Unions plead with governor to reconsider proposed pay cuts of up to 20% for state workers

Published: Apr. 16, 2020 at 7:12 AM HST
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HONOLULU, Hawaii (HawaiiNewsNow) - Union leaders and state lawmakers urged the governor Wednesday to reconsider proposed pay cuts of up to 20% for state employees, saying that slashing salaries so drastically at a time when many families are already struggling with layoffs or reductions in hours would do widespread harm.

“We do not agree with this action,” said Senate President Ron Kouchi and House Speaker Scott Saiki, in a joint statement. “We urge the governor to obtain better analysis before he makes this decision.”

Public sector unions say the cuts would take effect as early as May 1.

In a news conference Wednesday, Gov. David Ige did not confirm the proposal.

But he did say conversations with unions are taking place as the state sees its coffers shrink amid the pandemic, which has brought tourism to a standstill and shuttered hundreds of businesses.

He added that federal stimulus funds to the state and counties cannot be used for salaries.

“We anticipate having to cut $1.5 billion over the next 15 months, which is a significant portion of the state’s budget,” Ige said. “We are looking at an emergency situation.”

When asked by HNN whether he would also take a pay cut, he said he would.

Public sector unions HSTA and HGEA alerted its members of the proposed pay cuts in a letter on Tuesday night.

In a news conference Wednesday, Hawaii State Teachers Association President Corey Rosenlee said conversations with the Ige administration seemed to indicate the cuts would be imposed.

“The governor is under the impression that he can just impose this. That is something we have concerns with,” said Rosenlee, who represents nearly 14,000 educators.

“Normally, this would need to be bargained. This is definitely a new situation for all of us.”

Hawaii State Teachers Association LIVE

HSTA is holding a virtual news conference to address the governor’s initial plans to cut salaries for educators and other public employees in the state. Please join us as HSTA President Corey Rosenlee and several teachers share their thoughts.

Posted by Hawaii State Teachers Association on Wednesday, April 15, 2020

Rosenlee added the governor should be looking at other emergency funding options to shore up the state’s coffers. “I am terrified about what this is going to do to our teaching force,” he said.

Rosenlee said he’s heard from teachers who are “panicked. They’re scared. They don’t know how they’re going to afford things like food and rent. We have to look at what is the consequence of this.”

The Hawaii Government Employees Association, which represents roughly 40,000 members statewide, confirmed it had also received the pay cuts proposal verbally and plans to reject it.

A spokeswoman said in addition to the 20% pay cut, the governor has proposed a 10% pay cut for first responders in several bargaining units — including nurses, harbor police, correctional workers and deputy sheriffs.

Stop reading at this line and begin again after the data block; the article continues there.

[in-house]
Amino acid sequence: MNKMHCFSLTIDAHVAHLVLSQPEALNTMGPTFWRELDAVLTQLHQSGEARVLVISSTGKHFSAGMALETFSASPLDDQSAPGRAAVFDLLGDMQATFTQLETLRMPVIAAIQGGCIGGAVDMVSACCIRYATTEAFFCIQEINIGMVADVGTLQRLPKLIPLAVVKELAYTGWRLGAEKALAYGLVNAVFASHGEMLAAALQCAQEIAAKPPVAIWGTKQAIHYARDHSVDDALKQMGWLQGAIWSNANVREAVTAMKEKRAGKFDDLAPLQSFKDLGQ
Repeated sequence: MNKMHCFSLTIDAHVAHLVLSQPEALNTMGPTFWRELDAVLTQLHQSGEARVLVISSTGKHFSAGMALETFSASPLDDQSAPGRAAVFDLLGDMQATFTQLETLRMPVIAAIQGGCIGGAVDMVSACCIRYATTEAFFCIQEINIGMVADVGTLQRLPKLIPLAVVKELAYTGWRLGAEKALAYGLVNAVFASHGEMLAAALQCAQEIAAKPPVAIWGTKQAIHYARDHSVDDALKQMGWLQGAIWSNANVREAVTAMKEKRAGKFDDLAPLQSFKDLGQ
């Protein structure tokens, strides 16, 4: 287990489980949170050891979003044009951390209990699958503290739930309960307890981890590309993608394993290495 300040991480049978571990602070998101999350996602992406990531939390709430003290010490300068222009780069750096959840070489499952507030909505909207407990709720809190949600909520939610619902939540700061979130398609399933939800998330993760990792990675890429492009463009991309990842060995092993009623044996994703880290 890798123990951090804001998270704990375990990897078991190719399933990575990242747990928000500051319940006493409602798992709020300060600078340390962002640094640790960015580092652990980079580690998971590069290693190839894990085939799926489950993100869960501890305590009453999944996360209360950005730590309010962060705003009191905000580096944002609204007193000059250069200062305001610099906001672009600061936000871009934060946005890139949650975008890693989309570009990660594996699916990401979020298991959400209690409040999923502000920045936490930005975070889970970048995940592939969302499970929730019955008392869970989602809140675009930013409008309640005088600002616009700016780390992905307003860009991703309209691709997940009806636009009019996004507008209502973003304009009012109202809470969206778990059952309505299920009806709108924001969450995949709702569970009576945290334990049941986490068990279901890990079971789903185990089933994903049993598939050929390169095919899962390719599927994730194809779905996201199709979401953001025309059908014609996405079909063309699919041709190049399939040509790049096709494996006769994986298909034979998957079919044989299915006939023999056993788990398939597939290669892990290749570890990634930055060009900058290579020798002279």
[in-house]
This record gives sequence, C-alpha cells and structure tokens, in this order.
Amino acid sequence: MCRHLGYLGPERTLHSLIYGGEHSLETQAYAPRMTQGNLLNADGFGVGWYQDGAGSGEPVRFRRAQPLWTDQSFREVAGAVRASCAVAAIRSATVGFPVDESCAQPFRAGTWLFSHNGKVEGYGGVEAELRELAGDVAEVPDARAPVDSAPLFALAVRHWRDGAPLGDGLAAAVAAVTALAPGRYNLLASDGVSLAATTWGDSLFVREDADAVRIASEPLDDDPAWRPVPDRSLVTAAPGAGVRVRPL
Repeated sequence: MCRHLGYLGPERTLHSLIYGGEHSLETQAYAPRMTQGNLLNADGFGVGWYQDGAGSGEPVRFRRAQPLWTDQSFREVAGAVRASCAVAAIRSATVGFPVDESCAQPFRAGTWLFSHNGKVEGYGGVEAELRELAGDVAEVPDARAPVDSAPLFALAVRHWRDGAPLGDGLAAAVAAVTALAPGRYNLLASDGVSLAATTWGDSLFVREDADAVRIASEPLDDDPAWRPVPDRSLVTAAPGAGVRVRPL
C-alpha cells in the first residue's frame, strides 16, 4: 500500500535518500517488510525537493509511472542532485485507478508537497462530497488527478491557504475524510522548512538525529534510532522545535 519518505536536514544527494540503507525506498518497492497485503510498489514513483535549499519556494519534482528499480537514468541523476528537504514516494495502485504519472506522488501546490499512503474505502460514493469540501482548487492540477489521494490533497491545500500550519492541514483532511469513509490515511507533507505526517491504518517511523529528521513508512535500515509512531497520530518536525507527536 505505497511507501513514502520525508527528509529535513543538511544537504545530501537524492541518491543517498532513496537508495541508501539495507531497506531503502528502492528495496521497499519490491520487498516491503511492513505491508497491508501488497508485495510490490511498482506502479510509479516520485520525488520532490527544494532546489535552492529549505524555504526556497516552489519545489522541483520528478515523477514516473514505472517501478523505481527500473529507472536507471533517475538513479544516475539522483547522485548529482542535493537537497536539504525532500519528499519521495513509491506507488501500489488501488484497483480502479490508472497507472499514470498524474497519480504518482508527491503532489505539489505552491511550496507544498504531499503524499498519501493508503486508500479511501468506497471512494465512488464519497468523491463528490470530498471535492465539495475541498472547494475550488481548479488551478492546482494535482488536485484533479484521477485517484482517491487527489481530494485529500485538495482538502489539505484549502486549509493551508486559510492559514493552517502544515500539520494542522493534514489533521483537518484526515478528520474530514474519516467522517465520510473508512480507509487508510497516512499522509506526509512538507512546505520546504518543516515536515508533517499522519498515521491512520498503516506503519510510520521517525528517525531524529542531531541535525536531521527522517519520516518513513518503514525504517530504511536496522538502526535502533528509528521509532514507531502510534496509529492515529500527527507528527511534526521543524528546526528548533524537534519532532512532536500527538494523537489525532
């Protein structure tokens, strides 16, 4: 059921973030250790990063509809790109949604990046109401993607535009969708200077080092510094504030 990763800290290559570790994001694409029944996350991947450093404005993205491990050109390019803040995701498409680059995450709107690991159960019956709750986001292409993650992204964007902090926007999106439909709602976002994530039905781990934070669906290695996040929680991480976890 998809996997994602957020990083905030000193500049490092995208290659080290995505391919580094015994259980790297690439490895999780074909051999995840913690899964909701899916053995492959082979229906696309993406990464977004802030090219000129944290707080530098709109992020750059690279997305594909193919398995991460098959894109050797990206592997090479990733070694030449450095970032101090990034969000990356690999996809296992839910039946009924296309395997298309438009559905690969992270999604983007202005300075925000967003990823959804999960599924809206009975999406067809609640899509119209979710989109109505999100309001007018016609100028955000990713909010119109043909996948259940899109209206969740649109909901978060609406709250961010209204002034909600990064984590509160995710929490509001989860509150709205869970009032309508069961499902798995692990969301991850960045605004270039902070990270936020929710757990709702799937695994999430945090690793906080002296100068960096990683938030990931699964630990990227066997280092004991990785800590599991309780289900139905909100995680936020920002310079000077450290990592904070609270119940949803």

Many of those same first responders are on the front lines of the state’s fight against COVID-19 — a fact HGEA Executive Director Randy Perreira noted in a statement Wednesday.

“They are keeping vital and essential government services running and many are putting their own health and safety at risk because they haven’t been given adequate personal protection equipment,” he said.

Perreira continued:

“Healthcare workers at the Hawaii State Hospital, a facility with more than 90% court-committed patients, are being told to wear homemade cloth masks. Sheriffs have been given one mask, and conservation and resources enforcement officers have been told to use expired, damaged, moldy and ill-fitting PPE left over from the APEC Economic Leaders Meeting held in 2011. In addition to the vital services public workers provide, every person who remains fully employed during this crisis is contributing to the local economy by purchasing takeout meals at local restaurants and mom and pop businesses, buying locally grown produce, groceries and fabric from local stores to make fabric face masks and are buying other local products. The solution is not more unemployed workers.”

Perreira also recorded a candid video for his members Tuesday, telling them he’d lost “all confidence that this administration is going to pull us out of this problem. .... There’s no plan.”

In a news conference Tuesday afternoon, before the pay cuts proposal was disclosed by the unions, Ige declined to confirm furloughs and straight pay cuts were being discussed.

But he did say, “We are being prudent and looking at all options to reduce costs.”

He added with more than 100 hotels closed and tourism brought to a virtual standstill amid a stay-at-home order and mandatory quarantine for travelers, the state has seen a significant drop in tax revenues.

The pay cuts proposal comes amid widespread pain in the state’s economy.

Some 230,000 people — about one-third of Hawaii’s workforce — have filed for unemployment as hotels, businesses and eateries close their doors.

And nonprofits are getting swamped with requests for aid.

State workers last faced significant pay cuts during the Great Recession.

Back then, so-called “Furlough Fridays” amounted to an 8% pay cut for teachers. The state also laid off workers or eliminated positions and slashed tens of millions of dollars from state programs, including for mental health care.

In a jarring juxtaposition of just how rapid the economic fallout of the pandemic has been, it was just a few months ago that the governor was pledging to boost salaries for Hawaii’s teachers to address a shortage in some areas.

This story will be updated.

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